30. 30. Changing the Constraint Mode Two methods available to toggle constraint modes SET CONSTRAINT — Used to change the mode for a single transaction SET CONSTRAINT constraint_name,...,constraint_name IMMEDIATE | DEFERRED; SET CONSTRAINTS ALL IMMEDIATE | DEFERRED; ALTER SESSION — Changes mode for all deferrable constraints for an entire session ALTER SESSION SET CONSTRAINTS = IMMEDIATE | DEFERRED; — Reset to default (initial) validation using the keyword DEFAULT ALTER SESSION SET CONSTRAINTS = DEFAULT; Carl Dudley – University of Wolverhampton, UK 30
    31. 31. Processing the Update Transaction1. Set the constraint to be deferred until the end of the transaction — Constraint checked when commit occurs SET CONSTRAINT emp_dept_pk DEFERRED; Execute both updates — These both succeed in changing deptno values in emp and dept from 10 to 993. Issue the commit — The entire transaction will succeed as all the data is now consistent at time of commit Carl Dudley – University of Wolverhampton, UK 31
    32. 32. Index Support for Deferred Constraints Index must be non-unique for deferred constraints — Index uniqueness could be violated DURING the transaction Dropping a deferrable constraint does not drop the index (by default) Creating a deferred constraint will use an existing non-unique index on the intended primary key column — Uniqueness will now be enforced — Index name will not be changed to constraint name Any constraint built on an MV should be deferrable — The refresh process requires this Carl Dudley – University of Wolverhampton, UK 32
    33. 33. Enforced Constraints Existing data is not checked — Checks made only on changes after enabling the constraint Used when constraints do not apply to historical data or when it is known that existing data already complies with the constraint Example : No new employees can have a salary > $3000 ALTER TABLE emp ADD CONSTRAINT sal_ck CHECK (sal <=3000) ENABLE NOVALIDATE; — Constraint is created even though existing rows violate it Attempt to insert a new row which violates the constraint INSERT INTO emp (empno,ename,sal,deptno) VALUES (8888,’COX’,5500,10); — Rejected with the following error message ORA-02290: check constraint (SCOTT.EMP_CK) violated Carl Dudley – University of Wolverhampton, UK 33
    34. 34. Validating Enforced Constraints After eliminating all violations, the constraint can be validated so that it acts upon all rows in the table ALTER TABLE emp ENABLE VALIDATE CONSTRAINT sal_ck; If King’s salary of $5000 is still present the following error message is generated ORA-02293: cannot enable (SCOTT.EMP_CK) - check constraint violated Carl Dudley – University of Wolverhampton, UK 34
    35. 35. Setting up Primary Keys with NOVALIDATE Suppose you have a table of historical data that could already have duplicate rows which are of no immediate consequence You want to restrict any new data to be unique r Create a non-unique index on the primary key column(s) q Create a primary key constraint in NOVALIDATE state The normal instigation of a primary key builds a unique index even in NOVALIDATE state — Any duplicate rows already present will foul the creation of the index — If no duplicates, there will still be a delay before the constraint is enforced due to creation of the unique index Carl Dudley – University of Wolverhampton, UK 35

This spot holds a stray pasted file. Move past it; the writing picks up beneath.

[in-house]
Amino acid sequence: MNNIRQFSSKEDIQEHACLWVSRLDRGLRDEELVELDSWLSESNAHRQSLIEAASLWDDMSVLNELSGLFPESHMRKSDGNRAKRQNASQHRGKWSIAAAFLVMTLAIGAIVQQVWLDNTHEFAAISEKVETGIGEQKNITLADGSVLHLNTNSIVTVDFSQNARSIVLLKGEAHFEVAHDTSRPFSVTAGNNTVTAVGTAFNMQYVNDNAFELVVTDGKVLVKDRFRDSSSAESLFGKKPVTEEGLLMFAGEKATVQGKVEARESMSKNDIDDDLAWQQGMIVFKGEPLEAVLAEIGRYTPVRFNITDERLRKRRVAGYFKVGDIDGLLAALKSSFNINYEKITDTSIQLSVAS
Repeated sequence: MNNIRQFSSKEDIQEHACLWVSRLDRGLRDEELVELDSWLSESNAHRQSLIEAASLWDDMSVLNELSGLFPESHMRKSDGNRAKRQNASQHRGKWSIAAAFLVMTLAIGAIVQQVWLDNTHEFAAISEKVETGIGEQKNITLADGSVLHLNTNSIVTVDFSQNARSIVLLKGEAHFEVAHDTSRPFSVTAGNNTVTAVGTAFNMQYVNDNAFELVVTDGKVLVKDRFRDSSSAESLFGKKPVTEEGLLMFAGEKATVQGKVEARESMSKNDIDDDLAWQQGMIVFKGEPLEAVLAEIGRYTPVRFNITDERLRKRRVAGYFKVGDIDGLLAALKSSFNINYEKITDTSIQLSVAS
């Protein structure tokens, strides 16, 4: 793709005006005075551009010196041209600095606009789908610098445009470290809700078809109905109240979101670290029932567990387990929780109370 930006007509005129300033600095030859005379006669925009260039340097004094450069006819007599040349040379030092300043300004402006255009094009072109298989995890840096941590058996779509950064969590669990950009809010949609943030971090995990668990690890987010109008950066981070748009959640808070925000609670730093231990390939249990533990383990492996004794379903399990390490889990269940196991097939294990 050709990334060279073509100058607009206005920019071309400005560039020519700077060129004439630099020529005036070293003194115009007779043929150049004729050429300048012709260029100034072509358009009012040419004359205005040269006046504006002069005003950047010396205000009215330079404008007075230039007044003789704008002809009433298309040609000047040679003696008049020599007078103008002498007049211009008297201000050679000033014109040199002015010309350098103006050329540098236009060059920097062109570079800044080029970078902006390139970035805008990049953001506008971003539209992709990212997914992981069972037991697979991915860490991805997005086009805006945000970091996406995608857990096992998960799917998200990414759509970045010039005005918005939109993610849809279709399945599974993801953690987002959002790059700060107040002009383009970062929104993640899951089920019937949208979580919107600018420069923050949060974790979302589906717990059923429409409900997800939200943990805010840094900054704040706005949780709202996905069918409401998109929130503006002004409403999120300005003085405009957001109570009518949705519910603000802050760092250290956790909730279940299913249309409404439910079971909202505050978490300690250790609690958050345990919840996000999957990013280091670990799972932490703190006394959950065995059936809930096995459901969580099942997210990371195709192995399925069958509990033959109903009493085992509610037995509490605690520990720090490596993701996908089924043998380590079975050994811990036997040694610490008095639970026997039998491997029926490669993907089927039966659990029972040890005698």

36. 36. Non_unique Indexes for Primary Keys Build a table with duplicate data already present CREATE TABLE empn AS SELECT * FROM emp; INSERT INTO empn SELECT * FROM empn WHERE empno = 7369; Try to enforce a (non-DEFERRABLE) primary key with a unique index ALTER TABLE empn ADD CONSTRAINT empn_pk PRIMARY KEY(empno) NOVALIDATE; ORA-02437: cannot validate (SCOTT.EMPNOVAL_PK) - primary key violated Enforce primary key with non-unique index ALTER TABLE empn ADD CONSTRAINT empn_pk PRIMARY KEY(EMPNO) USING INDEX (CREATE INDEX empn_pk ON empn(empno)) NOVALIDATE; Table altered. --succeeds because non-unique index can be built INSERT INTO empn SELECT * FROM empn; ORA-00001: unique constraint (SCOTT.EMPN_PK) violated Carl Dudley – University of Wolverhampton, UK 36
    37. 37. RELY Tells Oracle that it should rely on the data complying with the constraint Basically you are asking the optimizer to trust you to guarantee the data RELY allows the optimizer to use a NOVALIDATE constraint — Main relevance is for materialized views ALTER TABLE emp ADD CONSTRAINT sal_ck CHECK (comm = sal) ENABLE NOVALIDATE RELY; Carl Dudley – University of Wolverhampton, UK 37
    38. 38. Constraints and Indexes Constraints are logical entities Indexes are physical structures Primary key and unique constraints do not theoretically require indexes — An index is used (and built if needed) to enhance performance • Full table scan could be used to check for duplicate values A non-unique index can support a constraint — Must be used for deferred constraints — May be used if it already exists and has the chosen primary key column(s) as the leading edge — Remains live if the constraint is dropped, unless DROP INDEX is used — Can be selected from the set of suitable indexes with USING INDEX • Or built on creation of the constraint with CREATE INDEX Carl Dudley – University of Wolverhampton, UK 38